In 2013, the Commission fined Lundbeck (€92.3 million) and four generic companies (€52.2 million) for having concluded several anticompetitive agreements aimed at delaying market entry of the generic version of Citalopram®.

At the time of the agreements, Lundbeck's patent on the molecule and the initial processes had already expired. However, Citalopram® was still protected through other process patents covering some but not all processes to produce that particular drug.

Before the patent expiry, some generic firms had started proceedings to launch a generic version of Citalopram®, leading to several patent disputes between Lundbeck and the generic producers. Lundbeck claimed infringement of its patent, and generic producers argued either noninfringement or the invalidity of the patent. However, there was no court decision before the execution of the agreements, and all except one (the agreement concluded with Alpharma concerning the European Economic Area) were concluded before the start of any litigation procedure.

In this specific context, Lundbeck entered into six agreements with four groups of generic companies. Under the terms of the agreements, the generic firms delayed their entry into the market in exchange for a financial payment from Lundbeck.

The Commission concluded that the object of those agreements was to restrict competition. According to the Commission, Lundbeck and the generic firms were potential (in some cases, actual) competitors; the generic companies limited their effort to launch their products, and the agreements were related to a transfer of value from Lundbeck to the generic companies, which considerably reduced their incentive to enter the market.

General Court Judgment

The General Court fully confirmed the Commission's conclusions. First, it affirmed the fact that Lundbeck and the generic companies were at least potential competitors and that the settlements were therefore horizontal agreements between competitors. Second, it confirmed that the object of the agreements was to restrict competition, so that the Commission did not have to show any actual restrictive effect of the agreements. Third, it agreed that the scope of patent test does not constitute the suitable test for this type of agreement. Finally, it also emphasized that each agreement went beyond the scope of Lundbeck's patent.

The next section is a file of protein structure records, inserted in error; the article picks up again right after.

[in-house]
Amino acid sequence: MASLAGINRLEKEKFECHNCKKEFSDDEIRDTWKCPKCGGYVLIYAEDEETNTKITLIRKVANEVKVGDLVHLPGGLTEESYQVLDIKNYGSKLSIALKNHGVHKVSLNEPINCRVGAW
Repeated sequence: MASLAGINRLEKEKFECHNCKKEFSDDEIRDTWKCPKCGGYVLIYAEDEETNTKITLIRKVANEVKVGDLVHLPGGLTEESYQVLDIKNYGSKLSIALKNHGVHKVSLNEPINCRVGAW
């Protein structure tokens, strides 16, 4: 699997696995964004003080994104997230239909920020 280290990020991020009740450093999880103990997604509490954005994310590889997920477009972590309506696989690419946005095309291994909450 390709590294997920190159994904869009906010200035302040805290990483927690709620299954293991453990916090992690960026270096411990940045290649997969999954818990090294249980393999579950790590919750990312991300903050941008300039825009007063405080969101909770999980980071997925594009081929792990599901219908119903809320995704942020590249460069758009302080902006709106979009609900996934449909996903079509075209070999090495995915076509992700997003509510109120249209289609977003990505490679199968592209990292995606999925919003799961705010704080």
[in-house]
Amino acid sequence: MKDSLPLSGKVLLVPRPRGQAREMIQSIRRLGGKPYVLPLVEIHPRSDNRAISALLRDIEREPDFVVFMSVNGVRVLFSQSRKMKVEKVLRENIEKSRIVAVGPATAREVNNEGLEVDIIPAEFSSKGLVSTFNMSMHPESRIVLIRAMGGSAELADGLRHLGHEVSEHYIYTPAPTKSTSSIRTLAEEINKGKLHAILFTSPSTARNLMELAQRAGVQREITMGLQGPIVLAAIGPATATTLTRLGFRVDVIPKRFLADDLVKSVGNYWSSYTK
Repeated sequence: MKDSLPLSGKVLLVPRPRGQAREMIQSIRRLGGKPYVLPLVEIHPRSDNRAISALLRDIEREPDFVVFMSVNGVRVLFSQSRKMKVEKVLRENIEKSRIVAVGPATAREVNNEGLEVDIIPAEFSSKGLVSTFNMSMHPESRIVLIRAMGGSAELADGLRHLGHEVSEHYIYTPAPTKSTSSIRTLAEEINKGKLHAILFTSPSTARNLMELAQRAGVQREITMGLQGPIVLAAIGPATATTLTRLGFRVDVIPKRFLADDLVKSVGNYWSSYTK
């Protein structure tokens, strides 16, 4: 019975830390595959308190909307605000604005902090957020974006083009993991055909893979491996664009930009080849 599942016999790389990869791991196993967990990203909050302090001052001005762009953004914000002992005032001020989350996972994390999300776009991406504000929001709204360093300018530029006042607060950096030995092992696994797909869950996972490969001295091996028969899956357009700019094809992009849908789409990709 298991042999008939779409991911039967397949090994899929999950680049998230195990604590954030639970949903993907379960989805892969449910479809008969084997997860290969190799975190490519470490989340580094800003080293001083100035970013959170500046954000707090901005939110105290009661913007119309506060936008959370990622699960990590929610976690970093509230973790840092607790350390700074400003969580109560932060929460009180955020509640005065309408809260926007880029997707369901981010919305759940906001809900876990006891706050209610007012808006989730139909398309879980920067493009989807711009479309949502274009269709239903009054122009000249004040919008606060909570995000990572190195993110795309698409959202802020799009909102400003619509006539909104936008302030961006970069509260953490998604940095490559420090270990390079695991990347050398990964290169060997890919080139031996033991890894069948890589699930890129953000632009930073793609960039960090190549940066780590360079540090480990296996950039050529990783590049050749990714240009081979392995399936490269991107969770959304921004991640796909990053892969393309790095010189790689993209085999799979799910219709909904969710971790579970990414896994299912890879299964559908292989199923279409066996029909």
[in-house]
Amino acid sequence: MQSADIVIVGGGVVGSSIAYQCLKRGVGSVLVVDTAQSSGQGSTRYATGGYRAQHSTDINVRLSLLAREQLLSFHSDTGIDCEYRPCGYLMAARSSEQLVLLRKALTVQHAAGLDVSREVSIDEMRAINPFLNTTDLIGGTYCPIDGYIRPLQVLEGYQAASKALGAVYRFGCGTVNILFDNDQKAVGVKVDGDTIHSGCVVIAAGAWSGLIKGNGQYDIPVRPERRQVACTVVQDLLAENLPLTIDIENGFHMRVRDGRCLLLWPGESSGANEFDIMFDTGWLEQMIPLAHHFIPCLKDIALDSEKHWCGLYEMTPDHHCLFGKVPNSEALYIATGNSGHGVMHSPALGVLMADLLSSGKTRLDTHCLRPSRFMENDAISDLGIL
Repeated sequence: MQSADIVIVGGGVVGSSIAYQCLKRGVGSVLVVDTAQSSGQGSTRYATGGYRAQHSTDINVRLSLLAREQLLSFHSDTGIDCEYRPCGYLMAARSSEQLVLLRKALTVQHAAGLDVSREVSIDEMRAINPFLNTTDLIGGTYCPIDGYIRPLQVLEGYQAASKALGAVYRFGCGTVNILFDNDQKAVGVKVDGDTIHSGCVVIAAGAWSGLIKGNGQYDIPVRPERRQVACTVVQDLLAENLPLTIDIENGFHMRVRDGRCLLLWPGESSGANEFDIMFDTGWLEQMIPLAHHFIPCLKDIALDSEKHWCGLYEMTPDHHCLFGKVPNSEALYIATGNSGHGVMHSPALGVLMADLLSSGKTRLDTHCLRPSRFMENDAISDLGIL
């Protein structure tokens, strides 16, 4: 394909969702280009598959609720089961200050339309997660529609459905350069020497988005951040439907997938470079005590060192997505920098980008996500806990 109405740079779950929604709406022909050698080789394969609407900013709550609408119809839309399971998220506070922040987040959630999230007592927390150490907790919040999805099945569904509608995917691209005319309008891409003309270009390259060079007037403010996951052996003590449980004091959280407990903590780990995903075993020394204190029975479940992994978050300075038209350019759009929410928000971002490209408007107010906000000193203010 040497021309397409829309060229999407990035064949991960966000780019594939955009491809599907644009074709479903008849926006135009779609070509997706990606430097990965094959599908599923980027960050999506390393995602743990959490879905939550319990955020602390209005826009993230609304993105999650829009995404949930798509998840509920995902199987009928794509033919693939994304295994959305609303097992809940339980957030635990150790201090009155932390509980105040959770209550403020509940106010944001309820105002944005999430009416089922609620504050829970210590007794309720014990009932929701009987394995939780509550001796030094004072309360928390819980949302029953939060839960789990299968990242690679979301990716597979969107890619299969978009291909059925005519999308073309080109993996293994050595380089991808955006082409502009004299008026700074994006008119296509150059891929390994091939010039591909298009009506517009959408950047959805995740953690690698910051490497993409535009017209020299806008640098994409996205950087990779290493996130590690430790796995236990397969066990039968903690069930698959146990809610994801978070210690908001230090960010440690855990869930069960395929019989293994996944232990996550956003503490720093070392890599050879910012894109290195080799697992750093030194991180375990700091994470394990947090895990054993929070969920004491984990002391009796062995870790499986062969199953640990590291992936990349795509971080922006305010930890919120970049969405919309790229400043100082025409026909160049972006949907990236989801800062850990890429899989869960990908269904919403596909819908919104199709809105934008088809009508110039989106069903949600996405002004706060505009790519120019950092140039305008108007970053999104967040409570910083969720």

First, the General Court confirmed that, at the time of the agreements, the generic companies were at least potential competitors. It outlined several reasons for this: The Lundbeck process patents blocked some but not all possibilities of market entry. Therefore, they did not constitute an "insurmountable barrier for the generic companies." As a matter of fact, generic companies had "real and concrete possibilities" to enter the market. They had made important investments to enter the market and concluded supply and development agreements. In addition, they had obtained (or tried to obtain) a marketing authorization and were able to actually make the generic version.

Furthermore, in some cases, the parties were even actual competitors. For instance, between the expiration of the agreement between Lundbeck and Merck relating to the United Kingdom (July 2003) and the second agreement (August 2003), Merck sold generic products. Merck also entered the market in 2002 in Sweden for five months under the agreement concerning the European Economic Area.

The EU judges emphasized that it would have been surprising that Lundbeck was willing to pay such an amount if it did not perceive the generic entry as a potential threat.

Second, the General Court also confirmed that the object of the agreements was to restrict competition and that a large value transfer implies a restriction by object. Under Article 101 TFEU, an agreement can restrict competition by its object or by its effects. An agreement restricts competition by its object when, by its very nature, it is harmful to the functioning of normal competition. The anticompetitive character is so clear that it does not require an analysis of the potential anticompetitive effects. By contrast, when an agreement does not restrict competition by its object, it is necessary to look at its effects.

According to the General Court, the reverse payment served as "a deal-clincher," as it was used as an incentive for the generic companies to stop trying to enter the market. Therefore, the EU judges concluded that the Commission was right by arguing that "the very existence of reverse payments and the disproportionate nature of those payments were relevant factors in establishing whether the agreements at issue constituted restriction of competition by object." Furthermore, the General Court emphasized that the size of the reverse payment is an indicator of the strength or the weakness of a patent.